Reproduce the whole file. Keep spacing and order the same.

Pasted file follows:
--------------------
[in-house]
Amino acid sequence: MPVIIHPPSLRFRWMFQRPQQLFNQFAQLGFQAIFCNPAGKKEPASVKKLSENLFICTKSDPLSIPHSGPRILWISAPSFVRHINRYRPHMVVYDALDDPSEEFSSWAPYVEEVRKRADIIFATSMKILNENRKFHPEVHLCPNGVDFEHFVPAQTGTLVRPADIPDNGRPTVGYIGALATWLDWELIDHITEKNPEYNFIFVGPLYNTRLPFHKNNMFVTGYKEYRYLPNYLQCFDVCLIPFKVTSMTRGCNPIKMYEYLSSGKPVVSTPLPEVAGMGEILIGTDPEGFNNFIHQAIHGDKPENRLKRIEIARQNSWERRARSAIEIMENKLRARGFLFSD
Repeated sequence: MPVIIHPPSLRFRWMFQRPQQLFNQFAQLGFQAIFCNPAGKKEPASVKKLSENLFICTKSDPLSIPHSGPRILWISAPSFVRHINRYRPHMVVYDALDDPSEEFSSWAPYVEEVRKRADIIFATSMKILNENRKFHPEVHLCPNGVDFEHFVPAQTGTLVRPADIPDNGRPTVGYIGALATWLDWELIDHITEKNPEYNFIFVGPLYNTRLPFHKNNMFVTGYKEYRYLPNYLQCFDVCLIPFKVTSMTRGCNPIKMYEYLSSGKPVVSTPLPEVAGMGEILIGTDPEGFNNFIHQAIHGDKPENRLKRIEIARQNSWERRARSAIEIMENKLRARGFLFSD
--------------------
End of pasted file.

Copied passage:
[in-house]
Amino acid sequence: MPVIIHPPSLRFRWMFQRPQQLFNQFAQLGFQAIFCNPAGKKEPASVKKLSENLFICTKSDPLSIPHSGPRILWISAPSFVRHINRYRPHMVVYDALDDPSEEFSSWAPYVEEVRKRADIIFATSMKILNENRKFHPEVHLCPNGVDFEHFVPAQTGTLVRPADIPDNGRPTVGYIGALATWLDWELIDHITEKNPEYNFIFVGPLYNTRLPFHKNNMFVTGYKEYRYLPNYLQCFDVCLIPFKVTSMTRGCNPIKMYEYLSSGKPVVSTPLPEVAGMGEILIGTDPEGFNNFIHQAIHGDKPENRLKRIEIARQNSWERRARSAIEIMENKLRARGFLFSD
Repeated sequence: MPVIIHPPSLRFRWMFQRPQQLFNQFAQLGFQAIFCNPAGKKEPASVKKLSENLFICTKSDPLSIPHSGPRILWISAPSFVRHINRYRPHMVVYDALDDPSEEFSSWAPYVEEVRKRADIIFATSMKILNENRKFHPEVHLCPNGVDFEHFVPAQTGTLVRPADIPDNGRPTVGYIGALATWLDWELIDHITEKNPEYNFIFVGPLYNTRLPFHKNNMFVTGYKEYRYLPNYLQCFDVCLIPFKVTSMTRGCNPIKMYEYLSSGKPVVSTPLPEVAGMGEILIGTDPEGFNNFIHQAIHGDKPENRLKRIEIARQNSWERRARSAIEIMENKLRARGFLFSD